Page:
These organisations play an important role. They give out grants and provide funding to high-risk initiatives that solve problems in the developing world. Problems that may not have a direct monetary link but help alleviate poverty, promote development and improve the livelihood of many. But going beyond their expertise – grant giving to SMEs – proves detrimental. Not to jump on to the “Dead Aid” brigade but unless businesses are held accountable (i.e. are asked to pay back any funding), the issuer cannot guarantee the funding is being used for income generation. This form of support is unsustainable.
On the other end of the scale is local government and their organisations. Their initiatives stem from the right place but are executed in an uncommercial fashion. A fund to support SMEs through grants (you already know my views) to lines of credit that are pushed through commercial banks (at non-commercial terms) that don’t take into account their operations.
Finally, there are intermediary organisations such as Developmental Financial Institutions (DFIs) like the IFC that have been partially mandated to support SMEs. These organisations provide a range of services, from investing in funds to wholesale funding as well as equity and debt investments. They have a thorough understanding of the key problems they need to solve but given their employees’ lack of private sector work experience (being part of a commercial bank, investment fund etc), are often unable to understand the local commercial solutions. They are slow, bureaucratic and take no risk. Of course there are exceptions but this is the general view.
Having spent two years on the private sector side of SME financing it is clear that the solution is complicated and requires the input of all the non-profit, private and public institutions I have mentioned. To support SMEs in developing countries, an efficient ecosystem needs to be built.
Governments need to step away from lending and provide the right infrastructure and policies. A multi-pronged approach is needed – improving the ease of doing business, incentivising informal businesses to formalise and encouraging investors to take risk.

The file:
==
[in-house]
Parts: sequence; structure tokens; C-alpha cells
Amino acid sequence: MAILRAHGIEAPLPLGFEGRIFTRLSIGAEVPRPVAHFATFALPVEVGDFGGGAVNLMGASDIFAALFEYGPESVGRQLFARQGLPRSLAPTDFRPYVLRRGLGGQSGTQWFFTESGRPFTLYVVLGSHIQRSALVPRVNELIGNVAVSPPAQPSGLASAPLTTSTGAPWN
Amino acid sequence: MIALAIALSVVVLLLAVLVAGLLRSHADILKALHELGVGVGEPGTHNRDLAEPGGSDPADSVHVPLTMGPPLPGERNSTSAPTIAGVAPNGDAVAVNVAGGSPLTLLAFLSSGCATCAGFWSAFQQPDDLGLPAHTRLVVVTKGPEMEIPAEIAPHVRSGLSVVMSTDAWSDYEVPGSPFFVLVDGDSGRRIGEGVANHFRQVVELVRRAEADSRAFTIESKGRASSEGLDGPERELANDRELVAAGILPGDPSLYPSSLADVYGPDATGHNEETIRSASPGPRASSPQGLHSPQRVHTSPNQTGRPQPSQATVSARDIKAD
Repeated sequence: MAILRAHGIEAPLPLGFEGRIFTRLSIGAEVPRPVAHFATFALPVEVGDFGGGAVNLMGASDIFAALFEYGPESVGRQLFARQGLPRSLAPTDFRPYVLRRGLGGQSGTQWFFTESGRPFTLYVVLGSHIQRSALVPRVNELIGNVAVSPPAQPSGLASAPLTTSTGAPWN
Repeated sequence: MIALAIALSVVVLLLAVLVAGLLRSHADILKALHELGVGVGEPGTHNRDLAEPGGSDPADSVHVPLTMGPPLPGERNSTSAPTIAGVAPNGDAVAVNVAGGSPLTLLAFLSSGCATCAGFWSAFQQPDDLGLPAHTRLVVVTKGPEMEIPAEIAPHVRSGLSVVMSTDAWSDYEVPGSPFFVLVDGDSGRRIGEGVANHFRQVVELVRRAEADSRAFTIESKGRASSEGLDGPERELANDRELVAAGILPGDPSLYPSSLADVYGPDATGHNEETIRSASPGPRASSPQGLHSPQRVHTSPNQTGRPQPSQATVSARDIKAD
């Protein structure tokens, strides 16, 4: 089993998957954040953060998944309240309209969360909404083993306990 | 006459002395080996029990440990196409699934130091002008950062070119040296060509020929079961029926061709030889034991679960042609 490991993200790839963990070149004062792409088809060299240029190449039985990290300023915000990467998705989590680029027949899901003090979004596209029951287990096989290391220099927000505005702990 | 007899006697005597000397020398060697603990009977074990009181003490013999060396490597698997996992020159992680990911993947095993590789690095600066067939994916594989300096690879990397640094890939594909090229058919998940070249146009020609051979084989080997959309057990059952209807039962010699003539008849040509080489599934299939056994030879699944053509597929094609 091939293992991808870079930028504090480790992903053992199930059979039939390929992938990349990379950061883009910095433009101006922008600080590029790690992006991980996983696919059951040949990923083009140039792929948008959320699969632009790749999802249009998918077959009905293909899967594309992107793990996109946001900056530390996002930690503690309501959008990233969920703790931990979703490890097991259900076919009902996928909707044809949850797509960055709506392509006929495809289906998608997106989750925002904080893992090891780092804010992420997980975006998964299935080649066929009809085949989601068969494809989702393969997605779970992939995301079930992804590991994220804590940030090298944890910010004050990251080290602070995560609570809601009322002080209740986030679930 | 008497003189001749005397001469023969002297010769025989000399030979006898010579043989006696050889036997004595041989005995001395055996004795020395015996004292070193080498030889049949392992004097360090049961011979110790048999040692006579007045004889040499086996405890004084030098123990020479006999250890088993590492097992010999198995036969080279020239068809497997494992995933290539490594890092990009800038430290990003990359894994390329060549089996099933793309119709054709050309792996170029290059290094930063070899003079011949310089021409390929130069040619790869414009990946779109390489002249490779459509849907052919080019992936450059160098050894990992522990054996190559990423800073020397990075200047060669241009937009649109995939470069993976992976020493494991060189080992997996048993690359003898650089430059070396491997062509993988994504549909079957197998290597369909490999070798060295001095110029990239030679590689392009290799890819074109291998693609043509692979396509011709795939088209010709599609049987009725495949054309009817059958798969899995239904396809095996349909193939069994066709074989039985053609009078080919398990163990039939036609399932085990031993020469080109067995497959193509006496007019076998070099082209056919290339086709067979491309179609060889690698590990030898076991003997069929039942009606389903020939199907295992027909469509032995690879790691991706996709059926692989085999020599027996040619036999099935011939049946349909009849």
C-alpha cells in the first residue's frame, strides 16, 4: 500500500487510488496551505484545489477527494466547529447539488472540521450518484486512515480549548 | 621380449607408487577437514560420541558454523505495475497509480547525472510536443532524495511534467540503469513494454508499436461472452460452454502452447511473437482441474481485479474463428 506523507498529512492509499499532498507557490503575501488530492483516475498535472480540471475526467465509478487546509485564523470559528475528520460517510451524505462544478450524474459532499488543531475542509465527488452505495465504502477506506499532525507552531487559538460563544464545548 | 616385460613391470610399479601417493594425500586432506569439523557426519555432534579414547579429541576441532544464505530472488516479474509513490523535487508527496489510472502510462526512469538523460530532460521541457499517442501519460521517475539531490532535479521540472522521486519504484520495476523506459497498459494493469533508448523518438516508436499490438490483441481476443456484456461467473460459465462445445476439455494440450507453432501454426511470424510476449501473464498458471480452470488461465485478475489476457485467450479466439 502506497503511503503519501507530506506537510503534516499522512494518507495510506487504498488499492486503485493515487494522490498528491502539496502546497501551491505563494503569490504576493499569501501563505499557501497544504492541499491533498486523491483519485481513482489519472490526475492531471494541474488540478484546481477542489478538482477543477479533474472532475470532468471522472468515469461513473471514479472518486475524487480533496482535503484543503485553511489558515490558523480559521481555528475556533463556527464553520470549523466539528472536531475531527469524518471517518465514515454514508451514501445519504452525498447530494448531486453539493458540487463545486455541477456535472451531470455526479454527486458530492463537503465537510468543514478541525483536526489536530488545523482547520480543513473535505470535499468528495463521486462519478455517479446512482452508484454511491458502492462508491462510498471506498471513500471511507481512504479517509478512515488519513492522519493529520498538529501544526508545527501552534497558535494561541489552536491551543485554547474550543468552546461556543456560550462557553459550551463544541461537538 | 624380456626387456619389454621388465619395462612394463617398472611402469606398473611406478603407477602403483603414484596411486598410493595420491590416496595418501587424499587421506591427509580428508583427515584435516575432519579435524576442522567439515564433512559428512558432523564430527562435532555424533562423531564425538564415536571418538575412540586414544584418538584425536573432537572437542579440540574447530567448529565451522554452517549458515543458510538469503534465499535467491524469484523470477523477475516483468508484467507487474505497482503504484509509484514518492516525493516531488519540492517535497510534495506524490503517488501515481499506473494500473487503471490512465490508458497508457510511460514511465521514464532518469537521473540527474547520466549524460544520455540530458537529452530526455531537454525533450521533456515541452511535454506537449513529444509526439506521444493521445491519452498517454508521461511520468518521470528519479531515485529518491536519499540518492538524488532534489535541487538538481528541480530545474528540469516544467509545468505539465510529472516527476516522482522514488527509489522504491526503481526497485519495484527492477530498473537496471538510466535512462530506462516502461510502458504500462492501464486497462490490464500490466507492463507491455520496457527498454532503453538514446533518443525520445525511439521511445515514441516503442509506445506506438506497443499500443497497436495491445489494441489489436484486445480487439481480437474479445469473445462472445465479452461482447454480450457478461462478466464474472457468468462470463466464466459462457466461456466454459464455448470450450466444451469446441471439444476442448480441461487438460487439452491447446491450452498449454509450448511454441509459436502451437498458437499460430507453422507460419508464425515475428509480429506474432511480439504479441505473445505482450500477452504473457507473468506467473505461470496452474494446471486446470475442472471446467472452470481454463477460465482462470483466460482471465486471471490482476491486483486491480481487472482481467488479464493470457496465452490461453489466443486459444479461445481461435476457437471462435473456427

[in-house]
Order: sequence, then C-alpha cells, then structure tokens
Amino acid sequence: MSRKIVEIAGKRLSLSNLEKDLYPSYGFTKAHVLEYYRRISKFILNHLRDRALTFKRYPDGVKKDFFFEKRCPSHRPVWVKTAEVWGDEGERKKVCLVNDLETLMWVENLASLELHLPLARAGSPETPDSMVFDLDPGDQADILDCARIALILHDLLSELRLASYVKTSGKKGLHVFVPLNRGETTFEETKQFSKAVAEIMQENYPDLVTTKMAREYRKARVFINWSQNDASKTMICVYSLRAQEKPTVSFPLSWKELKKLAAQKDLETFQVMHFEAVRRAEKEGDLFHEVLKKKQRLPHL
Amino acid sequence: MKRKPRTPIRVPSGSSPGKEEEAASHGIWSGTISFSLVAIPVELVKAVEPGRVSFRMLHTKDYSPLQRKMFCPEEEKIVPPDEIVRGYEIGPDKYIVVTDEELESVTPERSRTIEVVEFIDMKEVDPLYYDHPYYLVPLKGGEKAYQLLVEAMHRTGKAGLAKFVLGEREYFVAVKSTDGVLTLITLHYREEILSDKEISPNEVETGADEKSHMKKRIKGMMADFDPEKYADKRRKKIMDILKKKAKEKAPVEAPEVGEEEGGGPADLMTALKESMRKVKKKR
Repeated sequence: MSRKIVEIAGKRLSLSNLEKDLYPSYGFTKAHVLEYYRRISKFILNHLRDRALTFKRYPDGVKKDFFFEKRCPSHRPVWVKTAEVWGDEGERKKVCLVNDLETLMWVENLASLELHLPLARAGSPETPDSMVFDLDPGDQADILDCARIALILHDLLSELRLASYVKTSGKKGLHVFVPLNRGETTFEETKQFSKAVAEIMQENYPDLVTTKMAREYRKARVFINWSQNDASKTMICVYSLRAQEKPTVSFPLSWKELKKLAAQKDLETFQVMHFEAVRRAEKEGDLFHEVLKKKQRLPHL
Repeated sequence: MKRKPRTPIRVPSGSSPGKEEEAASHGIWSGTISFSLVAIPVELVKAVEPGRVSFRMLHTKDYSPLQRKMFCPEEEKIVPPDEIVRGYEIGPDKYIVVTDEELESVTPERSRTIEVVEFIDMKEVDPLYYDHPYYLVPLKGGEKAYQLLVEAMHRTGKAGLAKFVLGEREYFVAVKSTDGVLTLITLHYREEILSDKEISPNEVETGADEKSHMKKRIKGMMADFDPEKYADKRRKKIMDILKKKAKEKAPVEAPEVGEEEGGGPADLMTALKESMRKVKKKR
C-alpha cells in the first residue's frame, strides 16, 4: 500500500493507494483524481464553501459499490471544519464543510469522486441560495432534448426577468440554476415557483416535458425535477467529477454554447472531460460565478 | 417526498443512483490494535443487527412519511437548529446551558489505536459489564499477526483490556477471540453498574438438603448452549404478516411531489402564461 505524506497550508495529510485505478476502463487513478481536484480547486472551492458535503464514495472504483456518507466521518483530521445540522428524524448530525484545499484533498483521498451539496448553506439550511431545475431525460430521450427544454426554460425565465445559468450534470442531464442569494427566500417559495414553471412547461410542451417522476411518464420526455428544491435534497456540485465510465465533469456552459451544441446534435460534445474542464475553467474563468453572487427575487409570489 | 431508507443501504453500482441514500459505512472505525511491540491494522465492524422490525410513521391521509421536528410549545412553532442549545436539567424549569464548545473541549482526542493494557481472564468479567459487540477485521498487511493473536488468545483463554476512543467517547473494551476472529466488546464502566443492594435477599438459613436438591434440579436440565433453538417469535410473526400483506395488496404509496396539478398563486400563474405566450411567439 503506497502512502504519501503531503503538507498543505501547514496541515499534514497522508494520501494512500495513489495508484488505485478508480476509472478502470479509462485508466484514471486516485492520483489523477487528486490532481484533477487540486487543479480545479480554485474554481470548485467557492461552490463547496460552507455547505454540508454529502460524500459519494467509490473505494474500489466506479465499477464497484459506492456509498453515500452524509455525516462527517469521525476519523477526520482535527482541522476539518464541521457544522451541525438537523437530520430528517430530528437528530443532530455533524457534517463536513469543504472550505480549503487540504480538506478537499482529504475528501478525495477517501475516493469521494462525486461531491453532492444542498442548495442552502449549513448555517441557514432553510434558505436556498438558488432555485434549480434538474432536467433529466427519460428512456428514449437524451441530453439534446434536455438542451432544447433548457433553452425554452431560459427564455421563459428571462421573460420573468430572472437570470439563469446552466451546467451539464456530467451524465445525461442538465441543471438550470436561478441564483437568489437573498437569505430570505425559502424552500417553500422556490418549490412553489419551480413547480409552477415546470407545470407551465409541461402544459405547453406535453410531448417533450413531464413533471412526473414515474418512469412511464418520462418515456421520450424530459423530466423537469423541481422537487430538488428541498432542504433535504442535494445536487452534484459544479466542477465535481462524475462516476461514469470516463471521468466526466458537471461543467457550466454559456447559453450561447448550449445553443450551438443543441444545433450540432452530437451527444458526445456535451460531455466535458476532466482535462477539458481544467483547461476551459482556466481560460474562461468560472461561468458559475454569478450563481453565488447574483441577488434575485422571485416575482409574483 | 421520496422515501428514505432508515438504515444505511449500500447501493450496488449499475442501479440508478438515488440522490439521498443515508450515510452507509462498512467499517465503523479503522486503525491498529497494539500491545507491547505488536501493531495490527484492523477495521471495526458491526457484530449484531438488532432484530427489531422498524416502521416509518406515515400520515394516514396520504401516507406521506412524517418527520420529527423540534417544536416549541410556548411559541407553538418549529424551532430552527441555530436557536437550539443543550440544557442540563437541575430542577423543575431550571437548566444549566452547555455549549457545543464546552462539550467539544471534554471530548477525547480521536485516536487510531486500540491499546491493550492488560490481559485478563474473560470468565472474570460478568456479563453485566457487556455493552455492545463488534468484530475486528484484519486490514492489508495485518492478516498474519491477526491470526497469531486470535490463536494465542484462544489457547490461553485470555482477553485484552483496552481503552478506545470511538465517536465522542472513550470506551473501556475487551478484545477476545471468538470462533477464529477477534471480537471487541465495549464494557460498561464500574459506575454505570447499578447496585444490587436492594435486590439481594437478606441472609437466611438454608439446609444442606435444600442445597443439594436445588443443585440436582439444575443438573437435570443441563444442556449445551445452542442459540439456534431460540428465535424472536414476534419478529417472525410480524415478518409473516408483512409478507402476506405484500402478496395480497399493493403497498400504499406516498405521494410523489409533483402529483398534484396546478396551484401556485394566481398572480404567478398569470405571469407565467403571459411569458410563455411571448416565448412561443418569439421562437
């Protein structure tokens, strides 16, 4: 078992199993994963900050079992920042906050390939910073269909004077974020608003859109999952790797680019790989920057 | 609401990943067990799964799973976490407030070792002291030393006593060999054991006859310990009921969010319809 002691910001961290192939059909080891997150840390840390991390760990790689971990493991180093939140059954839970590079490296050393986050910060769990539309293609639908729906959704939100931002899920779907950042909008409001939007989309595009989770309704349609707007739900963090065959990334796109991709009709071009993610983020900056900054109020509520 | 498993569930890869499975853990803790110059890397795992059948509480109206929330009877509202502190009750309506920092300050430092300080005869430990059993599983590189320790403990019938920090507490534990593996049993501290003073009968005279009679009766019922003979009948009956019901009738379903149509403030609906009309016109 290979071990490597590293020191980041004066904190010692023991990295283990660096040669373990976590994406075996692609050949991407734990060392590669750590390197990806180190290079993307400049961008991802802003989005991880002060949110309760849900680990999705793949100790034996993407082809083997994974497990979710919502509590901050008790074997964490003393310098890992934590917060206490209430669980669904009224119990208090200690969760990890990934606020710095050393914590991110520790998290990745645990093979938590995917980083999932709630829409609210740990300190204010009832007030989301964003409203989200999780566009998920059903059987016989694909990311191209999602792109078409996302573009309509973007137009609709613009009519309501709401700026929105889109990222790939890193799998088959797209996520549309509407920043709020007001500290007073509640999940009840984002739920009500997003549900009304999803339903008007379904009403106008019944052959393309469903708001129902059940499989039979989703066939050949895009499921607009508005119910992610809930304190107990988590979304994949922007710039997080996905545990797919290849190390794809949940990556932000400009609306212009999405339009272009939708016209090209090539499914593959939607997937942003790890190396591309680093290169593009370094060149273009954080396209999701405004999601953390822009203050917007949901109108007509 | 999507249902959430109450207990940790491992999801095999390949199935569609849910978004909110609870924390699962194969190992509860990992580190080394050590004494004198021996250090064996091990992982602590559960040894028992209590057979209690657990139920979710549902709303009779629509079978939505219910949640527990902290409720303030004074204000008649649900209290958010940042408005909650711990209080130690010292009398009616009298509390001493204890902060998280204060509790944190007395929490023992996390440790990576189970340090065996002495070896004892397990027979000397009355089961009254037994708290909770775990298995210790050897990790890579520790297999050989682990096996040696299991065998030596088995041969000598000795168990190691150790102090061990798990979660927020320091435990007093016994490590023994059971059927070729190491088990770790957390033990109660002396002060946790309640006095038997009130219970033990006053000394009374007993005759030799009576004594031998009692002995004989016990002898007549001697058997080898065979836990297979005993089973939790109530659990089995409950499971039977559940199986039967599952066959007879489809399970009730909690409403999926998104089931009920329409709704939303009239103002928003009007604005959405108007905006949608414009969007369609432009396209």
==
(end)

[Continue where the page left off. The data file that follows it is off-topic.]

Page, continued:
I always discuss how important the speed of registering a company is, the pronounced amount of red-tape and lack of proper IT infrastructure is a hindrance to doing business in Africa. These issues need to be rectified. Any barriers to doing business will encourage potential SMEs (who, like the majority in this world will take the easy path) to stay informal or end up being employees at a corporate or public body. Furthermore, there needs to be legitimate reasons for businesses to formalise. Right now, if a micro-entrepreneur were to register their business, they would end up paying taxes and get nothing else in return (no access to credit, no service facilities, nothing). In short, their income would go down. So why not provide them with decent policies like a tax break, a simple legal framework to follow, access to educational seminars on business management as well as governance and auditing?
What of the grant-giving institutions? Experts in their fields exploring new avenues to solve their problems and I applaud them for taking the risk and having the vision to do so. However examples like the MEST UNICEF Hackathon are far and few between. These organisations need to throw more muscle behind such initiatives and realise that their main goal is to withdraw from the countries they operate in once their mission is over. Their projects are finite.
And then the DFIs who play an important role in supporting existing businesses, like the commercial banks or private equity funds, to push their agenda. Their roles are crucial however access to equity is not the answer to supporting SMEs (there are over 45,000 in Ghana) and providing banks with lines of credit will not work (after all it hasn’t in the past so why should it now?). I urge and plead for these organisations to take risk. And to move, fast. Only when this ecosystem is in place will SME growth follow. And this doesn’t just apply to Ghana, it applies to most countries in developing sub-Saharan Africa.
In the meantime it is up to new initiatives to emerge that can satisfy a large portfolio of SMEs because with if this status quo continues: throwing resources at the current “solutions” expecting different results, then Einstein’s definition of insanity certainly holds true.